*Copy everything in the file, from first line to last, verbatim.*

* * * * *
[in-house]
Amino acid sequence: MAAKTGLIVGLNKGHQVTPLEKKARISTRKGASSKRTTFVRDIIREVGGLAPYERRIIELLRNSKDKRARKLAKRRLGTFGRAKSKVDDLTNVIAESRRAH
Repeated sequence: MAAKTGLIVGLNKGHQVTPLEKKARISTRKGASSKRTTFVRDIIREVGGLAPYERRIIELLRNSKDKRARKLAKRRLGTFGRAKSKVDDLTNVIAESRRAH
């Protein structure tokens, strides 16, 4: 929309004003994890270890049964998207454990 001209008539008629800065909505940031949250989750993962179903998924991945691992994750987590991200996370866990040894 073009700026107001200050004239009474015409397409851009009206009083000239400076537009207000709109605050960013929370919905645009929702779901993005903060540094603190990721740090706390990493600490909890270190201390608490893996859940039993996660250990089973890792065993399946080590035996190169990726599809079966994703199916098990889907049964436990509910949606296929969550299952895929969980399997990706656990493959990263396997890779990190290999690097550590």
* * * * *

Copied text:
[in-house]
Amino acid sequence: MAAKTGLIVGLNKGHQVTPLEKKARISTRKGASSKRTTFVRDIIREVGGLAPYERRIIELLRNSKDKRARKLAKRRLGTFGRAKSKVDDLTNVIAESRRAH
Repeated sequence: MAAKTGLIVGLNKGHQVTPLEKKARISTRKGASSKRTTFVRDIIREVGGLAPYERRIIELLRNSKDKRARKLAKRRLGTFGRAKSKVDDLTNVIAESRRAH
């Protein structure tokens, strides 16, 4: 929309004003994890270890049964998207454990 001209008539008629800065909505940031949250989750993962179903998924991945691992994750987590991200996370866990040894 073009700026107001200050004239009474015409397409851009009206009083000239400076537009207000709109605050960013929370919905645009929702779901993005903060540094603190990721740090706390990493600490909890270190201390608490893996859940039993996660250990089973890792065993399946080590035996190169990726599809079966994703199916098990889907049964436990509910949606296929969550299952895929969980399997990706656990493959990263396997890779990190290999690097550590």